2. Use This Easy Meal-Prep Guide:
Speaking of wasting money on food, it’s difficult to know what to buy when you’re not used to cooking at home. I would buy produce, only cook a little at a time because I only knew how to prepare it a certain way, and then the rest would go to waste. Or, I would eat a ton of fresh produce and then get sick of it after a few days, not eat the rest and throw it out. Fortunately, an online user put together a “zero-effort, zero-cooking time, super healthy meals for those of us at rock bottom.” It’s a bit long, so please follow the link, but essentially it’s a starter pack of cheap yet healthy eating that is catered to the user’s taste. However, it’s a great launch pad for me because I didn’t know what I was doing:
Instead of the wraps, I got some pita pockets so I could stuff them with goodies and I had most of everything else, but I passed on the mint. The meats and dairy is pretty straight forward but I try as I might, I have never been a huge yogurt person, so I opted for rice pudding.
The salad portion might take some adjustments, as I grew up in a land of meat and potatoes and really don’t recall ever eating salad until I moved to California. Because I don’t crave salads and don’t eat lettuce on anything but burgers, so I instead opt for a small, pre-made salad packages so I don’t waste food. Also, making your own salad dressing is quite simple and an easy way to save money on food prep, instead of buying $8 bottles of pre-made dressing you can whip up with just a few ingredients. Another resource i love is the Tried and Trueblog, which has a ton of easy, cheap recipes that you can create or use as inspiration.)
3. Make Your Basics Sexy
Another way that I’ve learned how to incorporate vegetables into my diet without it being like torture is getting chicken or tuna salad and throwing that on top of a salad mix, because it taste like an actual meal, and not just a salad. This not only makes my meals more filling, but also helps me to keep up my my energy at work.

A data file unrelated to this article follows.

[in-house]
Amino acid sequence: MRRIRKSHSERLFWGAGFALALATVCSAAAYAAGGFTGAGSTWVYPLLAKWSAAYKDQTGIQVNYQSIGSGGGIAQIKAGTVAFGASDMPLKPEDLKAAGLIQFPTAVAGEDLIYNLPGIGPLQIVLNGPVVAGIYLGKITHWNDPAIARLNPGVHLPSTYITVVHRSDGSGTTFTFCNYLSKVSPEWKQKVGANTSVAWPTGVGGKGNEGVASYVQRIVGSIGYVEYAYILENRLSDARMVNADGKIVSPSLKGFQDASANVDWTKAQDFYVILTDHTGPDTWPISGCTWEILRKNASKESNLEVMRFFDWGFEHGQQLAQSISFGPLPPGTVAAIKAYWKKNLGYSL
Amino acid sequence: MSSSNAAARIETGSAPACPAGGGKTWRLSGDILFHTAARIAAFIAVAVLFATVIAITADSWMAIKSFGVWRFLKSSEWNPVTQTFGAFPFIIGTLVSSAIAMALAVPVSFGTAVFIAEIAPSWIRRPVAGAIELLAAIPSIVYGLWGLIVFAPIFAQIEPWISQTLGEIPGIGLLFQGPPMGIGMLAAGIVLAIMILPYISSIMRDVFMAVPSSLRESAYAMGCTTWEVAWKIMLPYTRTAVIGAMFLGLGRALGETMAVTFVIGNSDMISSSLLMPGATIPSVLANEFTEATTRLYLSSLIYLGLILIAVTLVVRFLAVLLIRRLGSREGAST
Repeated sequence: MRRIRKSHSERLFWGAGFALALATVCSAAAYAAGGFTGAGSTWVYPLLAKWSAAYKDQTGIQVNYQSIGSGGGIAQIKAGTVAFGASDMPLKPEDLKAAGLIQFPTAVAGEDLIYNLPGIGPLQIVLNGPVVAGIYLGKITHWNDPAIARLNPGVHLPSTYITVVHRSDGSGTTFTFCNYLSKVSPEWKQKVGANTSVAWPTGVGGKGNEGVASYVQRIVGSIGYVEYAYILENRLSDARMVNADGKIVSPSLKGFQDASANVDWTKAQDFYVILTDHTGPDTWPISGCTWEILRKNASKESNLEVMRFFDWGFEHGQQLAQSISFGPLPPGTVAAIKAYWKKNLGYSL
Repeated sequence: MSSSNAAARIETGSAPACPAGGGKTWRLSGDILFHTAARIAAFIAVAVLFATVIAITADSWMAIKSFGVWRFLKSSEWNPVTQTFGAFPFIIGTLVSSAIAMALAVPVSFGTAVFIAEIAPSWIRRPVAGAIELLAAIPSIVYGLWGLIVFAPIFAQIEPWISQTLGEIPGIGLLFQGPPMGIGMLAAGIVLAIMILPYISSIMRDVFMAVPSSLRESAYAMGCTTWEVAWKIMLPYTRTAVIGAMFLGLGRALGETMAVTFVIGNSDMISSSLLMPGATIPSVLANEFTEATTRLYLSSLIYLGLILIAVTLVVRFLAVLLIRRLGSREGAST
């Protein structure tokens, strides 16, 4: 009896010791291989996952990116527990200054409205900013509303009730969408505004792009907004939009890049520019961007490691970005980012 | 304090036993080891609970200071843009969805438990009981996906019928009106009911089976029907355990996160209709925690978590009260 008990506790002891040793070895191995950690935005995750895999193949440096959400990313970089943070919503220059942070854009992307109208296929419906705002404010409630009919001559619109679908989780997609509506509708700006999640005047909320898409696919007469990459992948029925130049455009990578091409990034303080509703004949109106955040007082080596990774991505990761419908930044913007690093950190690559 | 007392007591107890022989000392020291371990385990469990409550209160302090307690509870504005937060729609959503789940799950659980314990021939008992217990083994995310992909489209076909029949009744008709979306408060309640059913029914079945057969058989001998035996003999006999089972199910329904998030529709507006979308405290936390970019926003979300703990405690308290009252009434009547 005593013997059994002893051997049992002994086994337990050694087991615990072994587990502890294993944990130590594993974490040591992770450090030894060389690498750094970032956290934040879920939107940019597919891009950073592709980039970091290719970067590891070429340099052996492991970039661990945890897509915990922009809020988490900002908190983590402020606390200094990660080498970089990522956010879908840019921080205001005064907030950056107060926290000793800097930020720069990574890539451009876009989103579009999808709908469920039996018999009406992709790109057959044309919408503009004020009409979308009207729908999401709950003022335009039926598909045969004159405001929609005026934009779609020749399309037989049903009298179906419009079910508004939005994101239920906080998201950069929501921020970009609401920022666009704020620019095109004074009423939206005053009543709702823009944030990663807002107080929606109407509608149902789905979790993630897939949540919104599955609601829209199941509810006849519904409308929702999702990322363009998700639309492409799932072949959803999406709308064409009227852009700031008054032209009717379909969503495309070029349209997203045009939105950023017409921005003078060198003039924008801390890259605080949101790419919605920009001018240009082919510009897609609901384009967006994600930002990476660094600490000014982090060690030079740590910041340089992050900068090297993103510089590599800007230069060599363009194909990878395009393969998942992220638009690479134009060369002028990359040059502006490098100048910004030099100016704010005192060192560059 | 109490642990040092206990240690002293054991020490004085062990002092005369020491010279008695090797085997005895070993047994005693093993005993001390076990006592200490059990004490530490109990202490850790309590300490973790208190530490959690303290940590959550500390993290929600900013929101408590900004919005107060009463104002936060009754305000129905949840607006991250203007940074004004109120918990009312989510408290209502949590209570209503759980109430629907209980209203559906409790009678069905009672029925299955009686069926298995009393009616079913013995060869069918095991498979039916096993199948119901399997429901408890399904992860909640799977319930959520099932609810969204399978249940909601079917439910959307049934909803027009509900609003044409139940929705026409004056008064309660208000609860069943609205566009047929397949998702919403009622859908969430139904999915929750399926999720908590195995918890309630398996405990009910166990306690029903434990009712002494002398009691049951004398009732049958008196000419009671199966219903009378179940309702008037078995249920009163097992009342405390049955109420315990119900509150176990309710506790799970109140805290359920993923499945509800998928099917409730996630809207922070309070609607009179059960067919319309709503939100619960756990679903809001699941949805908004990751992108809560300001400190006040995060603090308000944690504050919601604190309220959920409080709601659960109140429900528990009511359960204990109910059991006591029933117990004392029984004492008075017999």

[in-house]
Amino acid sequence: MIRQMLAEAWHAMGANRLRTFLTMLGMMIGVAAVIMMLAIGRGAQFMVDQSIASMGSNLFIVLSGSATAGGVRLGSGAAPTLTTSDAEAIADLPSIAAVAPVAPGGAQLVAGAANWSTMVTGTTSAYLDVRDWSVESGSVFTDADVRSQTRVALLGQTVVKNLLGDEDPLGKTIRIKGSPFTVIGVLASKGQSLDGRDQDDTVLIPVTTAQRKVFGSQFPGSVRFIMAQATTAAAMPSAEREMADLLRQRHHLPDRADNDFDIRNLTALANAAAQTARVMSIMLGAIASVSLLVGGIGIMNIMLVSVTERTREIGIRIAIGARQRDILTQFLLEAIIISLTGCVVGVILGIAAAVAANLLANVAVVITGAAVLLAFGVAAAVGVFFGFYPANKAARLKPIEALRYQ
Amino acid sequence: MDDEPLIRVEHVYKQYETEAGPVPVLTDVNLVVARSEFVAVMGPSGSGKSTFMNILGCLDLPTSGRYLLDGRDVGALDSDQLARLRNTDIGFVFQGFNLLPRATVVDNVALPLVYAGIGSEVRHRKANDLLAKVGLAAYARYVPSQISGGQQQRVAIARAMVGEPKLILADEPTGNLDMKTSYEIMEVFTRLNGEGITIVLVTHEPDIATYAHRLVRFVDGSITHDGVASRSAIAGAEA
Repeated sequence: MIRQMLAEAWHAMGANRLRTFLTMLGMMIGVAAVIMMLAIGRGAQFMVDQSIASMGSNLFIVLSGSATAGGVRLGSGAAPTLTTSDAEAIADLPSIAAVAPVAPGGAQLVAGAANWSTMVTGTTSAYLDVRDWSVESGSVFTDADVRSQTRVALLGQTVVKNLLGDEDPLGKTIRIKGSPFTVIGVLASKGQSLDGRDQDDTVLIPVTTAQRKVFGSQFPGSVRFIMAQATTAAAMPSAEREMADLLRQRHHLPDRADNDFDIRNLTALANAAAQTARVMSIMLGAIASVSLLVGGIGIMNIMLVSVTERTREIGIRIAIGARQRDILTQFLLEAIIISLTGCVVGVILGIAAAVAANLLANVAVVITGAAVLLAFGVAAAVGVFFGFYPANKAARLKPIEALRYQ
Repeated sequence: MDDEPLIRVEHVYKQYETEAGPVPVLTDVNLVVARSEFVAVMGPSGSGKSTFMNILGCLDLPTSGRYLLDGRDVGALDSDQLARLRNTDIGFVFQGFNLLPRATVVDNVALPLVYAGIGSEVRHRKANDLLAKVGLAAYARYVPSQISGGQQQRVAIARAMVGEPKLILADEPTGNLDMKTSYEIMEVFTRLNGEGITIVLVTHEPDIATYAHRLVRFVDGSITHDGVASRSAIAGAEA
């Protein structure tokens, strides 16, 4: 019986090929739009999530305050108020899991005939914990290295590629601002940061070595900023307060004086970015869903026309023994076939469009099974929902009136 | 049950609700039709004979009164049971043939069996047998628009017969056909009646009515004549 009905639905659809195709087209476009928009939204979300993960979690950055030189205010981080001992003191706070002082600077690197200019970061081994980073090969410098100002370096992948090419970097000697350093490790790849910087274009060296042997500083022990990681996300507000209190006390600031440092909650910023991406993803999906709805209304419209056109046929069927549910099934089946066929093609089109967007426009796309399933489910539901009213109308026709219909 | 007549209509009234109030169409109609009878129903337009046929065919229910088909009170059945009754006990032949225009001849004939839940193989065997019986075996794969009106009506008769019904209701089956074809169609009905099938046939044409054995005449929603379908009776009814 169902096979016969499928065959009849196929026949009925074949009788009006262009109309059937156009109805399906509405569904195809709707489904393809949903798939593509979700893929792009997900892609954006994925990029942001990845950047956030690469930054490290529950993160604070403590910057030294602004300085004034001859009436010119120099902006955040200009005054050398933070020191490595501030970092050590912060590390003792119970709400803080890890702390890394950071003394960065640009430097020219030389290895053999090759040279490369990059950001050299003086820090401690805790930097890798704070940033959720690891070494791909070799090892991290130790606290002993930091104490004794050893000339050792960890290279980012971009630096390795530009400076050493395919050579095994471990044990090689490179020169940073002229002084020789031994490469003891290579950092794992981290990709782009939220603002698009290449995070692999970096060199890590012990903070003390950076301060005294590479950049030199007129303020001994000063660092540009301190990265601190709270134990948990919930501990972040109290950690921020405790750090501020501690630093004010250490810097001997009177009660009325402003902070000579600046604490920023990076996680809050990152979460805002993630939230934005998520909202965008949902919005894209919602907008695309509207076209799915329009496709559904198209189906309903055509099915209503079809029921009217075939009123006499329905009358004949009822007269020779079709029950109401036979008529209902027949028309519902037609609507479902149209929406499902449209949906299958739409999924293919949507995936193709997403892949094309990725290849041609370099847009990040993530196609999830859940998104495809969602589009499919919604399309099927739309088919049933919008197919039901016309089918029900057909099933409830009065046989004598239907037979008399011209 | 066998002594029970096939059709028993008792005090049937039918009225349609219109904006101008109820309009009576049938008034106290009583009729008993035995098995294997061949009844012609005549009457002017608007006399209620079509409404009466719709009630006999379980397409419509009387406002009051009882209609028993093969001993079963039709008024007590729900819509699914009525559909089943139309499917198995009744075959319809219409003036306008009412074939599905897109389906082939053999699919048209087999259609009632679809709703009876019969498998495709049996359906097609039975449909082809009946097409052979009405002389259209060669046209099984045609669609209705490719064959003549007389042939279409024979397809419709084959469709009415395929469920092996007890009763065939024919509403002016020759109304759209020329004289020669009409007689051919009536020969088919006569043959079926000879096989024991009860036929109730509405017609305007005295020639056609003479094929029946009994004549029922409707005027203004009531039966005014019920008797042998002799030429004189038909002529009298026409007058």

Ramen can be so incredibly delicious when doctored up and is another great option for those on the go. For a quick meal, I cook ramen add eggs, bell peppers, onions and eat over rice (a giant bag of rice will last forever.) There’s so many ways to eat this super cheap food and it’s great for those who want to experiment with taste but not waste money.
In terms of treats, I have a major sweet tooth and eating berries will not cut it for me. The only fruit that quenches that sweet thirst is a pomegranate. When those aren’t in season, I stick with rice pudding with some cinnamon on top or I’ll buy cookies. That’s another thing I do not deny myself: cravings.
I’m doing pretty well with making healthier choices but I do get a craving for burgers, cookies, pizza, etc., because I am only human, I just try not to indulge. If I want cookies, I go into the kitchen without my phone or distractions and eat 3-4 cookies and be done. If I want a burger, I’ll eat a burger. It’s ok to indulge once in a while, if you’re consistently making smarter eating choices. The key is to not overdo it, or on the other hand, to deprive yourself to the point where you want to binge. No food should be the enemy, it’s just a matter of enjoying treats in moderation.
Change can be hard, especially when it’s our diet and tastes, but in the long-run, it’s so much better for our bodies and wallets. Start by adding one or two new healthy items into your current diet each week to help with the transition and look towards the two Reddit sites for extra support. The online communities there are super encouraging And can make all the difference for those looking to make this kind of lifestyle change. Change is hard and you’re not alone in this struggle towards health and wellbeing. We’re in this together!